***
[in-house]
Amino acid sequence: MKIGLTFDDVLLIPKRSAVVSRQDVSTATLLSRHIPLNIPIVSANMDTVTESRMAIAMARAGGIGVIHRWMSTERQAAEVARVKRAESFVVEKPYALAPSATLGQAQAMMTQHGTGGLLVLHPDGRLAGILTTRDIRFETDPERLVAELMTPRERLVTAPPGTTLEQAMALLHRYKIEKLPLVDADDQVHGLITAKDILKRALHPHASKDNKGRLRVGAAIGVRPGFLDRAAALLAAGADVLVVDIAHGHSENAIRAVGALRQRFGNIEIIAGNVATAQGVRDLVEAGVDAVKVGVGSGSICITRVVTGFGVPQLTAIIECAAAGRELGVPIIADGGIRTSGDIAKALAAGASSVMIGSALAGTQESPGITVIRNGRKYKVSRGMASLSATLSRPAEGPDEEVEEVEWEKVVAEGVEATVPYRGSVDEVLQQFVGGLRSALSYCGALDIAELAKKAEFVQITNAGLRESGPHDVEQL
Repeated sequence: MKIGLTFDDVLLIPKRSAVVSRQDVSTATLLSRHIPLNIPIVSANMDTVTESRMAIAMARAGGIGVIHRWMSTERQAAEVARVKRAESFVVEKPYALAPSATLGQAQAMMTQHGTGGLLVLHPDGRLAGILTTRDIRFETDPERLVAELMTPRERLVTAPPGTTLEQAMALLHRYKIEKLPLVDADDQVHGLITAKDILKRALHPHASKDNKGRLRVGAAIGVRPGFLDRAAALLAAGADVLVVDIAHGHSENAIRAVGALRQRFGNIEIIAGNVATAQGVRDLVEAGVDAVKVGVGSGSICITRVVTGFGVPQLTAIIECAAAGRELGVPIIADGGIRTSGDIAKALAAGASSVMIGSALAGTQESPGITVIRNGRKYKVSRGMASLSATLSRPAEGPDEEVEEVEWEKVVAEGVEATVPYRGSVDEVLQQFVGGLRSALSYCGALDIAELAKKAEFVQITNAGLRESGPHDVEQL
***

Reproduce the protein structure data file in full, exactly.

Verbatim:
[in-house]
Amino acid sequence: MKIGLTFDDVLLIPKRSAVVSRQDVSTATLLSRHIPLNIPIVSANMDTVTESRMAIAMARAGGIGVIHRWMSTERQAAEVARVKRAESFVVEKPYALAPSATLGQAQAMMTQHGTGGLLVLHPDGRLAGILTTRDIRFETDPERLVAELMTPRERLVTAPPGTTLEQAMALLHRYKIEKLPLVDADDQVHGLITAKDILKRALHPHASKDNKGRLRVGAAIGVRPGFLDRAAALLAAGADVLVVDIAHGHSENAIRAVGALRQRFGNIEIIAGNVATAQGVRDLVEAGVDAVKVGVGSGSICITRVVTGFGVPQLTAIIECAAAGRELGVPIIADGGIRTSGDIAKALAAGASSVMIGSALAGTQESPGITVIRNGRKYKVSRGMASLSATLSRPAEGPDEEVEEVEWEKVVAEGVEATVPYRGSVDEVLQQFVGGLRSALSYCGALDIAELAKKAEFVQITNAGLRESGPHDVEQL
Repeated sequence: MKIGLTFDDVLLIPKRSAVVSRQDVSTATLLSRHIPLNIPIVSANMDTVTESRMAIAMARAGGIGVIHRWMSTERQAAEVARVKRAESFVVEKPYALAPSATLGQAQAMMTQHGTGGLLVLHPDGRLAGILTTRDIRFETDPERLVAELMTPRERLVTAPPGTTLEQAMALLHRYKIEKLPLVDADDQVHGLITAKDILKRALHPHASKDNKGRLRVGAAIGVRPGFLDRAAALLAAGADVLVVDIAHGHSENAIRAVGALRQRFGNIEIIAGNVATAQGVRDLVEAGVDAVKVGVGSGSICITRVVTGFGVPQLTAIIECAAAGRELGVPIIADGGIRTSGDIAKALAAGASSVMIGSALAGTQESPGITVIRNGRKYKVSRGMASLSATLSRPAEGPDEEVEEVEWEKVVAEGVEATVPYRGSVDEVLQQFVGGLRSALSYCGALDIAELAKKAEFVQITNAGLRESGPHDVEQL